Google Facing Possible €5.45bn Penalty for GDPR ‘Workaround’

Start-up Internet browser Brave has submitted new evidence to the Data Protection Commission (DPC) in Ireland which indicates that Google has been using a workaround to try and bypass General Data Protection Regulation (GDPR) rules and share the private personal data of billions of people with advertising companies based around the world.

Brave claims to have discovered a mechanism referred to as ‘Push Pages’ being used by Google. Johnny Ryan, chief policy and industry relations officer at anti-ad-tracking browser Brave, published a blog post on the Brave blog which says that “each Push Page is made distinctive by a code of almost two thousand characters, which Google adds at the end to uniquely identify the person that Google is sharing information about. This, combined with other cookies supplied by Google, allows companies to pseudonymously identify the person in circumstances where this would not otherwise be possible.”

What this essentially means is that advertisers can uniquely identify individuals, rather than target grouped audiences of hundreds or thousands of people, for their advertising campaigns. It is even possible that, having gathered enough data over time, advertisers could go as far as identifying the individual that they are targeting in the real-world.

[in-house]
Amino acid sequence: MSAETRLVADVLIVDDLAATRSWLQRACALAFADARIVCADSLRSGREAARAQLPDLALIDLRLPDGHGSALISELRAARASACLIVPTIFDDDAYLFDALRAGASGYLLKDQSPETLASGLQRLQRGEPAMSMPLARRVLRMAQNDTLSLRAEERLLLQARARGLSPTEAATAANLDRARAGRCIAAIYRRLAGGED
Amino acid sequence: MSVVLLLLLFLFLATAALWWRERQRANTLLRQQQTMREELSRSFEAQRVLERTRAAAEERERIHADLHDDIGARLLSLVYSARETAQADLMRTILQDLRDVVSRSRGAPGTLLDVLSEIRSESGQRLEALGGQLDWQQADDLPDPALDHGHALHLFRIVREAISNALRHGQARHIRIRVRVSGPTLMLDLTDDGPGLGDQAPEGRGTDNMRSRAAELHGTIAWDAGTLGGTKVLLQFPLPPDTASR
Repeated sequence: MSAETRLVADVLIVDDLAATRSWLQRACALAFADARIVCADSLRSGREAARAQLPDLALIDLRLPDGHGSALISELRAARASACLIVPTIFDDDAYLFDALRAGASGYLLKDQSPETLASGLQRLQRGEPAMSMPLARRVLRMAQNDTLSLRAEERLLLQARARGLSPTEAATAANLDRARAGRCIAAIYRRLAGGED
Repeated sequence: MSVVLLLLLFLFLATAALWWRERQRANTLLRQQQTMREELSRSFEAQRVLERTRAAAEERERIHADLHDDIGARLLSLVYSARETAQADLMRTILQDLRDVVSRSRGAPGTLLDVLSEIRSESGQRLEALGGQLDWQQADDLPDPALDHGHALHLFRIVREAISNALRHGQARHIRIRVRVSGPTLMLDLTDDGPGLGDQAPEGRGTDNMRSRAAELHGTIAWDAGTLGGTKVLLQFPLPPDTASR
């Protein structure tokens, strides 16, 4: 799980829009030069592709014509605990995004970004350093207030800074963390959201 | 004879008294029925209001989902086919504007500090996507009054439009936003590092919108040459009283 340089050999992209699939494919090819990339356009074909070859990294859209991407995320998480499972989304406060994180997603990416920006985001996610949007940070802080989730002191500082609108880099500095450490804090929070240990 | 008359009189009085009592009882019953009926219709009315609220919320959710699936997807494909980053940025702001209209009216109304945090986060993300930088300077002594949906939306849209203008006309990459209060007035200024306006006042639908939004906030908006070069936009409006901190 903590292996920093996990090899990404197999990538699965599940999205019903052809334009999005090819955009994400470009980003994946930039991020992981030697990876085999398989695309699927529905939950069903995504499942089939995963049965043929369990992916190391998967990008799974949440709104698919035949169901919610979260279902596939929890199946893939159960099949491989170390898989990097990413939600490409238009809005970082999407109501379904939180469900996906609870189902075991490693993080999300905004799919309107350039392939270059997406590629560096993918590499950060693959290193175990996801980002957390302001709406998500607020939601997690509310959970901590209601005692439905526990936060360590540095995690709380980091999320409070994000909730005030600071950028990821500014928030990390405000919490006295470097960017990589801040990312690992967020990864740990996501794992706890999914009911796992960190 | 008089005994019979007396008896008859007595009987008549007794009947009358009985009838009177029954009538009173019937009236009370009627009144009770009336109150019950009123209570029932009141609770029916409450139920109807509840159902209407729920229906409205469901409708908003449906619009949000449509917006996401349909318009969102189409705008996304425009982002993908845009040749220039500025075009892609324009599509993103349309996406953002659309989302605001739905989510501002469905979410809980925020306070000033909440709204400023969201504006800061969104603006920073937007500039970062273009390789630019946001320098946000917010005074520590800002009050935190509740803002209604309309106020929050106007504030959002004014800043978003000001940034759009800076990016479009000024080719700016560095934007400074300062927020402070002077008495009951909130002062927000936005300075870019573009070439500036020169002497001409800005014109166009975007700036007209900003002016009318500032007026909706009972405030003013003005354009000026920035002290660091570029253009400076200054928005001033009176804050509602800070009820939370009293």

This new complaint comes not long after Brave filed a complaint in Ireland and the UK in relation to privacy breaches by Google and other Internet advertising companies. The initial complaint, which is still being investigated by the relevant data protection authorities, claimed that the variety of the data breached along during advertising bid requests included what the user is viewing online, location information, IP address, device details, and a number of different types of tracking IDs.

Brave claims that, despite Google claims it to the contrary, they (Google) are not stopping its real-time bidding ad (RTB) system users from combining the profiles of the sensitive data of website visitors. In addition to this, Brave claims, that Google has not brought an end to the practice of sharing pseudonymous identifiers but, instead. has actually allowed may additionals parties to to match with Google identifiers. It says:  “the evidence further reveals that Google allowed multiple parties to match their identifiers for the data subject with each other”.

Brave was able to come to these conclusion with the assistance of third part expert Zach Edwards . Edwards reviewed a log Johnny Ryan, chief policy and industry relations officer at anti-ad-tracking browser for Brave, web browsing. In doing so he was able to confirm that Ryan’s personal data was shared and the used of ‘Push Pages’, through which Google invites multiple companies to share profile identifiers about a person when they view a web page.